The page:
Then Blessed de Montfort, in one brief luminous phrase, characterizes this life: ‘Whosoever then is elect and predestinate has the Blessed Virgin dwelling in him, that is to say, in his soul.’
Strange words! Actually it is the interior life in Mary which Blessed Louis is here describing. But what is the nature of this interior life, the form of this indwelling, the special manner of this presence of Mary within the soul?
I remember well that Montfort admitted to M. Blain that ‘God favored him with a very special grace, namely the continual presence of Jesus and Mary in the depths of his soul.’ And of this presence in him, he sang in a wonderful hymn:
“Voici ce qu’on ne pourra croire:
Je la porte au milieu de moi.
Gravée avec des traits de gloire
Quoique dans l’obscur de la foi.”
What was this presence? Can we, like the saints, be blessed with it? Are we really eligible for its benefits?
Certainly. And this is how Père Lhoumeau thinks the indwelling of Mary in the soul can be explained: ‘Her presence in us is in no way comparable with that of God living in the soul by grace and making it participate in His divine life. Neither are we to believe that the Blessed Virgin is in our souls in person. And so the accusation of certain protestants that Blessed de Montfort implied the omnipresence of Mary is absolutely false. At the same time we must remember that under the title of Mother of God (a title which is hers personally and exclusively) Mary sees our souls, and is with us really, individually and intimately, in a way more complete and more excellent than are the angels and saints in Heaven. Hence we are present to her and she is morally present to us, for by her prayers, watchfulness and influence, she acts in union with the Holy Ghost in the forming of Jesus in our souls. In the same way we may say that the sun is in a place into which its light and its warmth penetrate, even though it is not there itself.’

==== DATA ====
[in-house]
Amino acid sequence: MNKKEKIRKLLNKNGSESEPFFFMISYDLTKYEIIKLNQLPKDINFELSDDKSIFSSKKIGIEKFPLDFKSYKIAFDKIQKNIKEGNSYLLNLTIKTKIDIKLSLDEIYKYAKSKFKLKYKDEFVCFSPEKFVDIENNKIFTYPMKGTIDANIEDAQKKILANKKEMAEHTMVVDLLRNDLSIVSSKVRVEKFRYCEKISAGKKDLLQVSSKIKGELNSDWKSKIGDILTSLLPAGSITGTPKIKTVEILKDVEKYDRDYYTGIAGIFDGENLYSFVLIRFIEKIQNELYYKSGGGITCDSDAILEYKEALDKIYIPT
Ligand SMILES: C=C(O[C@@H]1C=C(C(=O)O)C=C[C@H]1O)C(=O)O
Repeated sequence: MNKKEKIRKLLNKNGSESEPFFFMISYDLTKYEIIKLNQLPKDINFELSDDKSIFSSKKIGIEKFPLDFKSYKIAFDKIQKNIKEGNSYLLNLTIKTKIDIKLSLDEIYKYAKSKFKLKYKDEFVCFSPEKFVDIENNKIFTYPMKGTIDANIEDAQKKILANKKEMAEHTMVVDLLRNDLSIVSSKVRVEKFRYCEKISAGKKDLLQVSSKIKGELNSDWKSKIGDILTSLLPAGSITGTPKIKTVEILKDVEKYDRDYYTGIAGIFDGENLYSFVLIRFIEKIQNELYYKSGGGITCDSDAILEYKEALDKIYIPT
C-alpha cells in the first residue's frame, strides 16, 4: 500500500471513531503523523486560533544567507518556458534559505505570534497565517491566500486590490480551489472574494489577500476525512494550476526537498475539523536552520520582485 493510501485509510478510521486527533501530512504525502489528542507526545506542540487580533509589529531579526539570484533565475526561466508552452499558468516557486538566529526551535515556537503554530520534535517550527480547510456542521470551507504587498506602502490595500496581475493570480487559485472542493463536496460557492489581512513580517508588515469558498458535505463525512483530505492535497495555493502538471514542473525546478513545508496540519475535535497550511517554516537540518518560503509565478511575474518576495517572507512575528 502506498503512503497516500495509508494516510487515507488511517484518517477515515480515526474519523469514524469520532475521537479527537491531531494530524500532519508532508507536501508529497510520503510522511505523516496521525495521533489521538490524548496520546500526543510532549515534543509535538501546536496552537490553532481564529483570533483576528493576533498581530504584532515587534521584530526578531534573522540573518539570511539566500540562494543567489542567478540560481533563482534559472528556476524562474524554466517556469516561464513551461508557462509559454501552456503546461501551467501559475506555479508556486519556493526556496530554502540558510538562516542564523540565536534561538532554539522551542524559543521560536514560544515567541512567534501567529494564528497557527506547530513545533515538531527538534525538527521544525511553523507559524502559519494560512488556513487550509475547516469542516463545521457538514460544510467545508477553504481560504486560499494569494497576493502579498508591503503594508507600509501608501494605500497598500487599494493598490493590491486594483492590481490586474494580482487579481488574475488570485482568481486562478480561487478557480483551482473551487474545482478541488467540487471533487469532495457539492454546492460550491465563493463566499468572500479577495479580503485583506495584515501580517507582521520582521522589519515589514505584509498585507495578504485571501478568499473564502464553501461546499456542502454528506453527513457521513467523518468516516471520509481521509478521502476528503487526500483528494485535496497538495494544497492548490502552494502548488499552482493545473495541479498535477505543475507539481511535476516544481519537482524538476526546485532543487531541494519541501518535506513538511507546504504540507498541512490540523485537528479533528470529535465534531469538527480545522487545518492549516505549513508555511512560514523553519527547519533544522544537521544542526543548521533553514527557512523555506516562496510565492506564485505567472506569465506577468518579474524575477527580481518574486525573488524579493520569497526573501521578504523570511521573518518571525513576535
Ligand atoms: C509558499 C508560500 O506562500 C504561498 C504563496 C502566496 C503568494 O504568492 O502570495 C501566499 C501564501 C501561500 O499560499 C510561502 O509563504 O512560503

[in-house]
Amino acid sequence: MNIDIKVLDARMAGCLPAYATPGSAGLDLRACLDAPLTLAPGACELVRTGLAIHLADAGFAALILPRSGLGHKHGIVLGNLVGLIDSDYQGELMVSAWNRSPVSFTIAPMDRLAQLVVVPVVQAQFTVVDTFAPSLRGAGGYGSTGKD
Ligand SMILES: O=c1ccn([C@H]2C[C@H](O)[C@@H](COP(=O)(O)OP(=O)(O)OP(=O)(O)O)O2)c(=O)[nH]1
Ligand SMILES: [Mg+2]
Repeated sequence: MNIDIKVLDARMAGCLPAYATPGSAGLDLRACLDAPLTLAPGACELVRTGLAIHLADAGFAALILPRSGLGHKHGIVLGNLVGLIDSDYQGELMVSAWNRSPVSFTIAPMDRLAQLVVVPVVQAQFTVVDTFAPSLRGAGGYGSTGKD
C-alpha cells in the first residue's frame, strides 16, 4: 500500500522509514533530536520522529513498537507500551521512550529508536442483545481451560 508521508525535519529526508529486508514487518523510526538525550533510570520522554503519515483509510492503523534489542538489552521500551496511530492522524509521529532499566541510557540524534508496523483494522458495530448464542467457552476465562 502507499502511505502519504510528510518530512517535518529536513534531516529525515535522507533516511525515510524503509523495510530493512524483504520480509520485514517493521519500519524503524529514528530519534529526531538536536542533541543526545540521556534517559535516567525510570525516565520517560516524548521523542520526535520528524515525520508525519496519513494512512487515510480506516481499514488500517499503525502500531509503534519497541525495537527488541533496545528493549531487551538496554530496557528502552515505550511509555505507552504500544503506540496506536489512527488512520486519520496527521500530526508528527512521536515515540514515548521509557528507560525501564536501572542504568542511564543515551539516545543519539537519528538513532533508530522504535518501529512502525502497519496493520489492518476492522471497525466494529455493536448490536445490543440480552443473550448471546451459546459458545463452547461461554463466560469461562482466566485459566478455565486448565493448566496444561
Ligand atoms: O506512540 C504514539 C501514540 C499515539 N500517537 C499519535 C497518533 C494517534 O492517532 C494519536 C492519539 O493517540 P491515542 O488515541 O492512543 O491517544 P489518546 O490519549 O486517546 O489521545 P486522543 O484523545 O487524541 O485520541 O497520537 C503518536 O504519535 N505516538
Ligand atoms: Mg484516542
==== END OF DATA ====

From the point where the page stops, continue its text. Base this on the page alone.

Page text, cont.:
What more is there to say? The Christ as God inhabits the soul which is in a state of grace. The habitual presence of Mary in the soul consists in a moral indwelling, a maternal presence, prayerful, helpful and controlling. Through her, life supernatural and divine gradually and surely penetrates. And this is the way, concludes Blessed Louis, in which ‘God allows her to plant the roots of profound humility, of ardent charity and of every virtue in His elect.’
And what an intense life this presupposes! What a harvest of holiness if we place ourselves in Mary’s hands! So it is that Mary’s maternal function is exercised and gloriously developed in the formation of souls whose deep humility will implant them in her, who called herself the little handmaid of the Lord, and whose ardent charity will, through the Mother of all love, bear their devotion up to God.
(To be continued.)